By Ruth Howells, on 16 November 2011
If you know anyone currently studying towards a PhD, chances are they’ll know and probably be a fan of the cult PhD (“Piled Higher & Deeper”) comics, which chronicle the life (or lack thereof) of the graduate student.
The comics, created by Stanford PhD student Jorge Cham, have a significant following – so much so that a film of the comic strip has now been made and is being screened at universities across the globe.
UCLU Postgraduate Association hosted the first UK screening of the film, sponsored by Times Higher Education, on Monday 14 November in a packed Logan Hall at the Institute of Education. The film showing was followed by a Q&A with Jorge and one of the film’s stars, Alexandra Lockwood.
As the audience waited for the film to start, the hall buzzed with the sound of a multitude of accents – reflecting the acutely international mix of graduate students who live, study and work in London.
Introducing the film, Jorge and Alex asked how many of the audience were graduate students, prompting most of the room to raise their hand. The odd academic and undergraduate made themselves known and were greeted with comedy boos from Jorge and the audience – a nod to how these groups are regarded in the comic strip.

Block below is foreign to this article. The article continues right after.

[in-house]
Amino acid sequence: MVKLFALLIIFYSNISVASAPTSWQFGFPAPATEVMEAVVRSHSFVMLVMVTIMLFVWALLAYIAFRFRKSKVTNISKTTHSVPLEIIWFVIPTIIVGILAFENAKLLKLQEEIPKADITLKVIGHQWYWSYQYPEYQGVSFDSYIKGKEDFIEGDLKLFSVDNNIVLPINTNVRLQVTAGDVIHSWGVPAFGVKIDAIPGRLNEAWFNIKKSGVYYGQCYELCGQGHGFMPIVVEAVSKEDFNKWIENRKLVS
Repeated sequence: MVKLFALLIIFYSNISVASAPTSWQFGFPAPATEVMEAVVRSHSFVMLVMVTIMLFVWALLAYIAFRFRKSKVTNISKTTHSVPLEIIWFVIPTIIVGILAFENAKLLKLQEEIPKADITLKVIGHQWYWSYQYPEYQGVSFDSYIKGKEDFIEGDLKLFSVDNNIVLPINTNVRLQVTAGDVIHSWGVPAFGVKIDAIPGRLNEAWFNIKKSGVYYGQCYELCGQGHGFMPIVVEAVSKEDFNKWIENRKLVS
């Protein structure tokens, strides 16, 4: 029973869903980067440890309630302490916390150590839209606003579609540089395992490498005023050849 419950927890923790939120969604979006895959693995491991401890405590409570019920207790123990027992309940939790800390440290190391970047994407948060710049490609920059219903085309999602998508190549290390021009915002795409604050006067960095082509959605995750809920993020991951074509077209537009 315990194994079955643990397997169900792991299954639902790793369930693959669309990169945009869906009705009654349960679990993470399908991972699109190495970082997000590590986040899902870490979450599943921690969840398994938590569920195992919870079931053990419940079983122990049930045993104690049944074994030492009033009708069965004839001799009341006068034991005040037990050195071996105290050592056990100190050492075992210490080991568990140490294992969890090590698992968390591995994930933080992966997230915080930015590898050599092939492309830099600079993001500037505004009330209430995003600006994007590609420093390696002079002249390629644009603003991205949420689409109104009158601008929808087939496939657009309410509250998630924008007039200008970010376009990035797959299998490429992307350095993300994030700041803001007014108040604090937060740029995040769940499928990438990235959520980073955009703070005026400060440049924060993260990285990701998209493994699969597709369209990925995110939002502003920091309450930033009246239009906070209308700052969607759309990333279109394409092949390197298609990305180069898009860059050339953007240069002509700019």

The film was all shot over 17 days at California Institute of Technology (Caltech). It stars real PhD students and researchers, as well as being produced and directed by them.
It feels true to the spirit of the very successful comic, which follows four graduate students (Cecilia, Mike, Tajel and “Nameless Grad Student”) as they deal with the weird world of academia, take procrastination to the level of art form, and constantly struggle to find a balance between research, teaching and their personal lives.
Although the film’s limited budget and short schedule was at times a little obvious, the audience still appeared to adore it and laughed uproariously at certain jokes – such as when an undergraduate student asks Cecilia for a work extension purely because he is “very, very, very hungry” and a Professor directs a job applicant to his website that prominently features a photo of him that is a good 30 years old.
In a Robin Ince hosted Q&A at the end of the film, a jetlagged but jovial Jorge and Alex answered questions from the audience ranging from what their own PhD supervisors thought of the film to how they financed it. Jorge, who left research to write the comic full time five years ago, quoted Bill Watterson, creator of the Calvin and Hobbes comic books, to explain the comic’s appeal: “Surprise is the base of all humour, and nothing is more surprising than truth.”
By tapping into their shared experience, Jorge’s comics make past and present graduate students realise that – thankfully – they’re not alone.
Ruth Howells is News Editor in UCL Communications & Marketing.